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Addiction Treatment Medication - The Negative Perceptions

Discussion in 'Buprenorphine Treatment' started by princepts, Dec 18, 2014.

  1. princepts

    princepts Member

    I would like to see just how many people have experienced the stigma frequently bequeathed to those actively taking Buprenorphine (suboxone, subutex). Whether it is the scowl received from a family member who does not agree with the mode of treatment, or the snide remarks from an arrogant pharmacist as they fill the prescription for the addiction treatment medication. Why do you believe such a negative outlook exists? Will the addiction treatment venues ever be received along side those with what we would consider normal mental or physical disorders? Will the drug addict taking suboxone ever be held in the same regard as a manic depressant being medicated for their disorder? My own experience has taught me that caution is the wise choice. The circle of my family shunned me, like I wore the Scarlet "S" (Suboxone). Still, they witnessed the positive impact it had on my life. I was able to work and to do things that I would never have been able to do when I was riding the oxycontin express. I was not spending my afternoons trying to find pills. I wasn't shackled by the anxiety of wondering if I was going to be dope sick the following day. I had a legitimate prescription by a licensed physician for a wonderful treatment medication; one that helped give me my life back. I dosed every morning. That was it, just once a day! My dose was slowly tapered and eventually the crutch was removed from my presence. I went to N.A. I received counseling and even had a sponsor. Yet, there were those few people who looked at me as if I was walking around with a needle hanging out of my arm, or as if I had pill residue coming out of both nostrils! Society, when uninformed, is such a childish mechanism. I know it works. Sure buprenorphine can be abused. On the whole, however, it is a much safer alternative to oxycontin, heroin or prescription drugs that can derail the precious mind and life of anyone willing to give it an inch. The stigma exists, but for me it was not a deterrent!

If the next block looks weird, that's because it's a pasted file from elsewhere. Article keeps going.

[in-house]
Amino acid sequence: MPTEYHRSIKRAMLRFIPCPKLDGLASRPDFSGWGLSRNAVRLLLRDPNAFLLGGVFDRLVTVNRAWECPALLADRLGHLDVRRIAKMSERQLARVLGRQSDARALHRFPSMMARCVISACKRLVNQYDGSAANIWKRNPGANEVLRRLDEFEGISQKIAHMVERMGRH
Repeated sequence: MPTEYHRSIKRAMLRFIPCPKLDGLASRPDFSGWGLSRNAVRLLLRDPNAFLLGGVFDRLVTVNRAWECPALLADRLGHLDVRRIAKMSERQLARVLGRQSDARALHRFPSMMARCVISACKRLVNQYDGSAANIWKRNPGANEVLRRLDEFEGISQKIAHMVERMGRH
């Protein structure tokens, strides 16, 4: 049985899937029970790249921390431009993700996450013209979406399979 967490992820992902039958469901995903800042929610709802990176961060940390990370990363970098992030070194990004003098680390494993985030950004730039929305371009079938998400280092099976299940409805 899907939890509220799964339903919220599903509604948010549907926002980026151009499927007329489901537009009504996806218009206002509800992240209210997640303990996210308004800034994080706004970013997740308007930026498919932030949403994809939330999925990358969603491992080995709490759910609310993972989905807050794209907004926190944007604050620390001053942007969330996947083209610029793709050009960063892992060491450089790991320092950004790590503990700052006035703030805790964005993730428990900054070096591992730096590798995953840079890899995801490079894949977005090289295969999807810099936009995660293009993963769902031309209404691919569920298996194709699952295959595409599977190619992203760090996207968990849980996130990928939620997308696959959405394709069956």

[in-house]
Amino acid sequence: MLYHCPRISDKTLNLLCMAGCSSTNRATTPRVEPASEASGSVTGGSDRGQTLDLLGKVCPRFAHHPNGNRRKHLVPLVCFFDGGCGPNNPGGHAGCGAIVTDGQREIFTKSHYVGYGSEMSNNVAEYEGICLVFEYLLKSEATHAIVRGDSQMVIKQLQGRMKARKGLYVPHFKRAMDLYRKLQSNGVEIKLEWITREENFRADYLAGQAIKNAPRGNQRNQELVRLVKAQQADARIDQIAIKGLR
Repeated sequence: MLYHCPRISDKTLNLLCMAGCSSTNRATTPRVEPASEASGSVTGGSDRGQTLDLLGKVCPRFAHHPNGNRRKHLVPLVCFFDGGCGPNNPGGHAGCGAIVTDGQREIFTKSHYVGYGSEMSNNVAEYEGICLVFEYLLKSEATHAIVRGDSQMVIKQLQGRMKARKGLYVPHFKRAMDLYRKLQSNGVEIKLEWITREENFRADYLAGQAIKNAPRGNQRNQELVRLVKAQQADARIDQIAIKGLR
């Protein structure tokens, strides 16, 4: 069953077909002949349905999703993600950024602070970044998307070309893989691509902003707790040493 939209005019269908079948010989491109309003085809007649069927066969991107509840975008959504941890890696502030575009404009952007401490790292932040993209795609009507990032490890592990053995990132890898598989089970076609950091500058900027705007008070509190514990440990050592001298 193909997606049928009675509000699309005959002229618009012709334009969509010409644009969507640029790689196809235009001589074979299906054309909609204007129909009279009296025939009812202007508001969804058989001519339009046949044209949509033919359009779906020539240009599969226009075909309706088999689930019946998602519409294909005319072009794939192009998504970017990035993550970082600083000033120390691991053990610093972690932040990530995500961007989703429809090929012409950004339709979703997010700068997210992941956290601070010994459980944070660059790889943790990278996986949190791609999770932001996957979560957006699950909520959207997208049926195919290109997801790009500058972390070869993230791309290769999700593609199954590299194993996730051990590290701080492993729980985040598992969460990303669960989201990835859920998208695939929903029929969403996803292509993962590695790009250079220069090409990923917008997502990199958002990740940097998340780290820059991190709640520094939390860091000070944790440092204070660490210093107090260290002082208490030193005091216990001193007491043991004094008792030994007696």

2. NikkiDesrosiers

    NikkiDesrosiers Senior Contributor

    Using these kinds of medications can tend to have a huge stigma attached to them - and in some ways it is understandable. These medications in their own right are just another substance that can be addictive -- and abused. They do help some people get over their addiction - but for some people they can become a crutch that becomes a whole new addiction. I think that if you decide that these medications are something that may help you you really need to use them wisely and under the careful eye of both a therapist and trained medical professional. You also have to be real about yourself about the possible consequences. Sometimes the person you need to be answering to about your treatment is yourself. Your family and support team are important to your journey -- but they are not the ones transitioning - you have to do what feels right to you.